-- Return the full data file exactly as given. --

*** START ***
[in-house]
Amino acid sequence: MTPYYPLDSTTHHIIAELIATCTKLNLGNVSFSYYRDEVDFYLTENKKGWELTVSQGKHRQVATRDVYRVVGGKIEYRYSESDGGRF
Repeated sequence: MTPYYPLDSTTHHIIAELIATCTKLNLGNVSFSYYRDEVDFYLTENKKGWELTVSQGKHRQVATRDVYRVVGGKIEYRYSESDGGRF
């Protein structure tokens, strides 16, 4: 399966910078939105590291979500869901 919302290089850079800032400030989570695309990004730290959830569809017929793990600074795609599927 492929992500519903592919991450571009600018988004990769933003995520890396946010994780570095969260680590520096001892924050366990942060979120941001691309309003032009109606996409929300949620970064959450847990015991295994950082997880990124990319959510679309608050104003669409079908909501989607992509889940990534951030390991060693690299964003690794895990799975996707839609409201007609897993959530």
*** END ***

[in-house]
Amino acid sequence: MTPYYPLDSTTHHIIAELIATCTKLNLGNVSFSYYRDEVDFYLTENKKGWELTVSQGKHRQVATRDVYRVVGGKIEYRYSESDGGRF
Repeated sequence: MTPYYPLDSTTHHIIAELIATCTKLNLGNVSFSYYRDEVDFYLTENKKGWELTVSQGKHRQVATRDVYRVVGGKIEYRYSESDGGRF
């Protein structure tokens, strides 16, 4: 399966910078939105590291979500869901 919302290089850079800032400030989570695309990004730290959830569809017929793990600074795609599927 492929992500519903592919991450571009600018988004990769933003995520890396946010994780570095969260680590520096001892924050366990942060979120941001691309309003032009109606996409929300949620970064959450847990015991295994950082997880990124990319959510679309608050104003669409079908909501989607992509889940990534951030390991060693690299964003690794895990799975996707839609409201007609897993959530």